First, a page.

PP and the menopause

Hi all, I just want to start a post about PP and the menopause, to see if anybody on here has any knowledge or experience that they can share. I had PP 11 years ago with my first baby, and postnatal depression after my second 7 years ago. The final time I saw my perinatal psychiatrist she told me that I'd be unlikely to have another psychotic/manic episode if I had no more children, but that I could be at risk of it during the menopause. I guess that's because PP is somehow related to hormone imbalance? At the time I put that to the back of my mind, but now I'm approaching my mid 40s I worry about it a bit. It particularly concerns me because my Mum developed psychotic depression after having a hysterectomy, which I also assume may relate to hormones (although I don't think any professional ever said so.) The other thing is, an older friend enlightened me to a thing called the "perimenopause", which seems to be about hormone changes in the years leading up to menopause, and she thought that it had made her quite depressed.

It's not that I'm obsessively worried about this, but I know from planning a second child that being forewarned of my mental health risks gave me an opportunity to prepare and develop a preventative plan. Can anyone share any experience that might help me to prepare in some way? Or maybe someone knows something that will reassure me that the risk isn't as high as I'm thinking it could be?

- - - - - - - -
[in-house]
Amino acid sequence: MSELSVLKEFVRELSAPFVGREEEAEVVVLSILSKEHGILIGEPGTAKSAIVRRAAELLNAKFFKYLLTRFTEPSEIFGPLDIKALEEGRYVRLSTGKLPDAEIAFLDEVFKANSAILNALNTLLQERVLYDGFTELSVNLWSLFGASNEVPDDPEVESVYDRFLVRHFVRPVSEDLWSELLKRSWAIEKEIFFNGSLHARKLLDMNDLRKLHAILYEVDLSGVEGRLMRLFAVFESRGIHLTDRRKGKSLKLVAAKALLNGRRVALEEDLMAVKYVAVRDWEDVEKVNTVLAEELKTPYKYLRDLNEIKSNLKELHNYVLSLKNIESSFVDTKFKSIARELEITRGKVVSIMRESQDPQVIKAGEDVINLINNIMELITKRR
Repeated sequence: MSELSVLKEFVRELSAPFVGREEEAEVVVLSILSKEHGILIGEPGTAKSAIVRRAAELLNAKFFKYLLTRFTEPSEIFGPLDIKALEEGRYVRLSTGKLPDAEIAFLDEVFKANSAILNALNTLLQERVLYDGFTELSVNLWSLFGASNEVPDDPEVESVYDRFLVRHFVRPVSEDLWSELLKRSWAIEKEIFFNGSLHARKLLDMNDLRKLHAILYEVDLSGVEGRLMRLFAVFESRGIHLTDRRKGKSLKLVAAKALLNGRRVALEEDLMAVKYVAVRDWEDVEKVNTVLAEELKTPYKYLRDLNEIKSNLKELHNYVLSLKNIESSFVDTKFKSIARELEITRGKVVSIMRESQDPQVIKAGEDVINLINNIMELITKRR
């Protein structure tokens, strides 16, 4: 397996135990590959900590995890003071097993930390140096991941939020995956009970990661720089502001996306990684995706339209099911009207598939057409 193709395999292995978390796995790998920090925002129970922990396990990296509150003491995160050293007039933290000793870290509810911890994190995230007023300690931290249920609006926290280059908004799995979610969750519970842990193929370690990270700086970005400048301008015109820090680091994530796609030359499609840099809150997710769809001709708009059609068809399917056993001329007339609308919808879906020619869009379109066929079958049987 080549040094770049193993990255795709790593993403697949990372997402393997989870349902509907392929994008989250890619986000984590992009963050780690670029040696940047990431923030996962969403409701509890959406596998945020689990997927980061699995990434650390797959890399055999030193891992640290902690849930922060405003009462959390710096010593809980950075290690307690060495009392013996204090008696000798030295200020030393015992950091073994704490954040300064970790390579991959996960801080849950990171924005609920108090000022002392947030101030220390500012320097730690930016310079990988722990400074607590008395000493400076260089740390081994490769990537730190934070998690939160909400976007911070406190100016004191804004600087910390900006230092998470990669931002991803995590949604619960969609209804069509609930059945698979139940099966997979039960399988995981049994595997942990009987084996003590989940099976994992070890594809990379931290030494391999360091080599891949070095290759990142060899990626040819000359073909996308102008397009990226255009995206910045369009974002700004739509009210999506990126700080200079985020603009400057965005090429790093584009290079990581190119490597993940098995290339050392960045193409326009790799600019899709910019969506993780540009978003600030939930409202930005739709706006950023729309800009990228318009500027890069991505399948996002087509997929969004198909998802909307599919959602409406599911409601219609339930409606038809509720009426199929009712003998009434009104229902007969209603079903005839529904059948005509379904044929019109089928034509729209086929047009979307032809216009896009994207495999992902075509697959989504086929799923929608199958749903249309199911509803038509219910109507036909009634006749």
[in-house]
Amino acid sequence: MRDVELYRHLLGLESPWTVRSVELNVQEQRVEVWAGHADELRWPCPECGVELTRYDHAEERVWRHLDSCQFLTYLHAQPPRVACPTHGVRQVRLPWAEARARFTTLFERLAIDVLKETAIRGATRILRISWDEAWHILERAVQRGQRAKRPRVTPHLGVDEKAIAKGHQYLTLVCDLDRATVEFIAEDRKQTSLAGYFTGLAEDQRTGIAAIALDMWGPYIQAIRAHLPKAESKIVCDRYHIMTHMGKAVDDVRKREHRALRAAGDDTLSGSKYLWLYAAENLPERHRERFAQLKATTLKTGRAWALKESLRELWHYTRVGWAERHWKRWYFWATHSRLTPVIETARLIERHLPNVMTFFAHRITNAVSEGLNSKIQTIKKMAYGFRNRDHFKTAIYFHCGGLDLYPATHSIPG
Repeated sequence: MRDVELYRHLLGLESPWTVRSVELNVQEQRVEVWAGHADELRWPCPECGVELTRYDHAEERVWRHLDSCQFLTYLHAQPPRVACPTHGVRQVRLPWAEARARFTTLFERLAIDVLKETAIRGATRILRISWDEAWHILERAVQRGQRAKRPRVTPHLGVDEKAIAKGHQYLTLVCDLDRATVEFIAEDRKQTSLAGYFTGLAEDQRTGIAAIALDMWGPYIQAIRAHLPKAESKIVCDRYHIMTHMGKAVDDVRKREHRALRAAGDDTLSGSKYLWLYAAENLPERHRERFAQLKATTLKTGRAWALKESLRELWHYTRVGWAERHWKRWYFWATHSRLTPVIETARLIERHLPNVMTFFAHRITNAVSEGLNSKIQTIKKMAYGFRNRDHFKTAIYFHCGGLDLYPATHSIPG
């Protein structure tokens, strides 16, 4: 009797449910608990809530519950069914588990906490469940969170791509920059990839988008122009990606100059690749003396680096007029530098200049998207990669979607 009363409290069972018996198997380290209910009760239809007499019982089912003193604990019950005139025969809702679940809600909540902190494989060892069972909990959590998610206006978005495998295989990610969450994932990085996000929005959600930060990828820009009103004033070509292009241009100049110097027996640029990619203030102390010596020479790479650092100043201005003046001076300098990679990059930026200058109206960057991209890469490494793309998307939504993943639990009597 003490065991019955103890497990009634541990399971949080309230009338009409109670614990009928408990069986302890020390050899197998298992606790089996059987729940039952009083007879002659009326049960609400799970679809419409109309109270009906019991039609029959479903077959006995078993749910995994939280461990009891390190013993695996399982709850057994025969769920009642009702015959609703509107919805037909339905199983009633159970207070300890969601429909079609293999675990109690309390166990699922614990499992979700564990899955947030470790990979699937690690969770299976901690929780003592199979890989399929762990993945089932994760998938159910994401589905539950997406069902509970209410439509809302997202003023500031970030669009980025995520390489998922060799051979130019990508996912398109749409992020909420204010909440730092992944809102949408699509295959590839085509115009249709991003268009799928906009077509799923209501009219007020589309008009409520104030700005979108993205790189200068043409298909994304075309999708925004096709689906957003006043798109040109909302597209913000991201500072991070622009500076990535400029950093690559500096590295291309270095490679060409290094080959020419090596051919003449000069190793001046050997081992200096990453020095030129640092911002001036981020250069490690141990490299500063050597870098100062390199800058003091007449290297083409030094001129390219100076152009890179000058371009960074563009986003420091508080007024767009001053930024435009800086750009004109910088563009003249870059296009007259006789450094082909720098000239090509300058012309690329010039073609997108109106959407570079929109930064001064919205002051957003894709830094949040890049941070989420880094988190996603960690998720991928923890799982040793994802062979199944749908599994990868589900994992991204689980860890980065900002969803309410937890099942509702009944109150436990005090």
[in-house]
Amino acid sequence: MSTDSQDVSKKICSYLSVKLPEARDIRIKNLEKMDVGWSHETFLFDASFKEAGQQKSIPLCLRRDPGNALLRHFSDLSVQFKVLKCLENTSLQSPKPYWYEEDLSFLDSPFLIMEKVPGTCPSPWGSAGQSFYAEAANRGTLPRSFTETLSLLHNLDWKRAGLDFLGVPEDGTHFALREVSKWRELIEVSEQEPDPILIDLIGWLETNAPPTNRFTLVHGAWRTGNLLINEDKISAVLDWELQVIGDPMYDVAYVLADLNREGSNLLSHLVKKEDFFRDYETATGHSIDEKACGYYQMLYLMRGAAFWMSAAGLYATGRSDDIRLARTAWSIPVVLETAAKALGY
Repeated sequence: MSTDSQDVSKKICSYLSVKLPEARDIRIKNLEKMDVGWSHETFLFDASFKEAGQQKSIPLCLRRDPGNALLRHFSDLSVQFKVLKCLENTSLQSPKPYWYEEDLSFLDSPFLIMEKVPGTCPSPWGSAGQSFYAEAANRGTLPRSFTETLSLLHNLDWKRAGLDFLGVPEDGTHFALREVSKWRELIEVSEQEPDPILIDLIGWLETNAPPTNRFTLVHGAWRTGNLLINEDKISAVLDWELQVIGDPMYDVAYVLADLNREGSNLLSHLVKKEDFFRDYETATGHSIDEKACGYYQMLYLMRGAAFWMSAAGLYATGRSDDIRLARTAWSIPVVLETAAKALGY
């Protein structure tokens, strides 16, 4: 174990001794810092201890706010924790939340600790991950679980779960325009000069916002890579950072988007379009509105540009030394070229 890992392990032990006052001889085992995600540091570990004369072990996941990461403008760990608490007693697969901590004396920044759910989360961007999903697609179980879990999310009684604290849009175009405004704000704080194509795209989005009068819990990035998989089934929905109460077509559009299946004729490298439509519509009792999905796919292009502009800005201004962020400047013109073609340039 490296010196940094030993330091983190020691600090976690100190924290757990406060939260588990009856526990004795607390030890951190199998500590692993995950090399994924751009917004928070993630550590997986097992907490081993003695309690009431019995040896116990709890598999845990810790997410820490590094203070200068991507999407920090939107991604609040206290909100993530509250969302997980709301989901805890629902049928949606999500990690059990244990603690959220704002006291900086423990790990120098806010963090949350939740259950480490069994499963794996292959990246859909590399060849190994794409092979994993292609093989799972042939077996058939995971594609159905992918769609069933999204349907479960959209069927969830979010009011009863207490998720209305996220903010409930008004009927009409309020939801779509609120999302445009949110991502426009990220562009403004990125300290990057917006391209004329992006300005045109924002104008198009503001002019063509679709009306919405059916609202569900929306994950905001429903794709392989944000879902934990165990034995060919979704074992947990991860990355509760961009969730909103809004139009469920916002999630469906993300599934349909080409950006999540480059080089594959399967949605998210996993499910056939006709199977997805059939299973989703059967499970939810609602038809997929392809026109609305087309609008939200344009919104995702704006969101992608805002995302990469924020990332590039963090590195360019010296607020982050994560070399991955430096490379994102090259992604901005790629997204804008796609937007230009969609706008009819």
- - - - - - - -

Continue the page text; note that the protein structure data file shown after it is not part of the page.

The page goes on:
Tracey x

10 Replies

  • Hello Tracey

    Welcome to the team ......this is a really good post to ponder. I had PP twice in the mid 70's and early 80's which you might have read about here.

    I had a hysterectomy due to fibroids in the mid 80's and made a good recovery, with help from my husband. You probably know the advice given is not to lift even a kettle when you first return home! I hope you will be reassured to know that I didn't have any mental health issues after my hysterectomy or during the menopause ...... just disturbed sleep ..... but only due to hot flushes!

    Thankfully I'm in good health all these years on ...... busy at work and loving the sanctuary of home.